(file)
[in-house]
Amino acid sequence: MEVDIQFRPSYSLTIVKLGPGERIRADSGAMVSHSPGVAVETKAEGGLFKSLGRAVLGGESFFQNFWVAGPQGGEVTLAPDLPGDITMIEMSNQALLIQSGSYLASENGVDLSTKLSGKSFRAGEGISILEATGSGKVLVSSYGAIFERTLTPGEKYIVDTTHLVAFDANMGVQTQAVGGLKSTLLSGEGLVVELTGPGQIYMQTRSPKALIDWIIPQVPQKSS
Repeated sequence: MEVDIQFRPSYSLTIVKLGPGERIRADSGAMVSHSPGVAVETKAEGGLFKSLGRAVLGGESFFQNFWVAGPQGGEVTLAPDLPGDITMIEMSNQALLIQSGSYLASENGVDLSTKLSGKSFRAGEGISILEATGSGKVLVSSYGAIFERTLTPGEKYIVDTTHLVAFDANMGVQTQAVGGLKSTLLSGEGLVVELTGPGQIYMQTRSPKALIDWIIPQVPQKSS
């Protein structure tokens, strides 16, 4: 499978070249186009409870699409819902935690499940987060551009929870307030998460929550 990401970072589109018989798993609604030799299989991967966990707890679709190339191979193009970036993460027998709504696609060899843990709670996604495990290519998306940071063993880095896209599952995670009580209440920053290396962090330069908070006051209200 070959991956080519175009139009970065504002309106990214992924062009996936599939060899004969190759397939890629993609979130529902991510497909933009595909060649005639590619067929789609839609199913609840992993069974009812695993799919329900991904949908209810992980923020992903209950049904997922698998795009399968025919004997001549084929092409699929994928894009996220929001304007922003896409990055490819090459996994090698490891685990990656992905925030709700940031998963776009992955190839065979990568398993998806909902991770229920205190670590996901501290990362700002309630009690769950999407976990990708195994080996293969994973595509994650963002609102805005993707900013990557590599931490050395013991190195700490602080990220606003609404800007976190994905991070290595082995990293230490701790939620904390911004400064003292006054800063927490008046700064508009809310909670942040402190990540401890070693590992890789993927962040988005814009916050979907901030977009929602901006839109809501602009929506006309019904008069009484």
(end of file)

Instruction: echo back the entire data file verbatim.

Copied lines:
[in-house]
Amino acid sequence: MEVDIQFRPSYSLTIVKLGPGERIRADSGAMVSHSPGVAVETKAEGGLFKSLGRAVLGGESFFQNFWVAGPQGGEVTLAPDLPGDITMIEMSNQALLIQSGSYLASENGVDLSTKLSGKSFRAGEGISILEATGSGKVLVSSYGAIFERTLTPGEKYIVDTTHLVAFDANMGVQTQAVGGLKSTLLSGEGLVVELTGPGQIYMQTRSPKALIDWIIPQVPQKSS
Repeated sequence: MEVDIQFRPSYSLTIVKLGPGERIRADSGAMVSHSPGVAVETKAEGGLFKSLGRAVLGGESFFQNFWVAGPQGGEVTLAPDLPGDITMIEMSNQALLIQSGSYLASENGVDLSTKLSGKSFRAGEGISILEATGSGKVLVSSYGAIFERTLTPGEKYIVDTTHLVAFDANMGVQTQAVGGLKSTLLSGEGLVVELTGPGQIYMQTRSPKALIDWIIPQVPQKSS
């Protein structure tokens, strides 16, 4: 499978070249186009409870699409819902935690499940987060551009929870307030998460929550 990401970072589109018989798993609604030799299989991967966990707890679709190339191979193009970036993460027998709504696609060899843990709670996604495990290519998306940071063993880095896209599952995670009580209440920053290396962090330069908070006051209200 070959991956080519175009139009970065504002309106990214992924062009996936599939060899004969190759397939890629993609979130529902991510497909933009595909060649005639590619067929789609839609199913609840992993069974009812695993799919329900991904949908209810992980923020992903209950049904997922698998795009399968025919004997001549084929092409699929994928894009996220929001304007922003896409990055490819090459996994090698490891685990990656992905925030709700940031998963776009992955190839065979990568398993998806909902991770229920205190670590996901501290990362700002309630009690769950999407976990990708195994080996293969994973595509994650963002609102805005993707900013990557590599931490050395013991190195700490602080990220606003609404800007976190994905991070290595082995990293230490701790939620904390911004400064003292006054800063927490008046700064508009809310909670942040402190990540401890070693590992890789993927962040988005814009916050979907901030977009929602901006839109809501602009929506006309019904008069009484």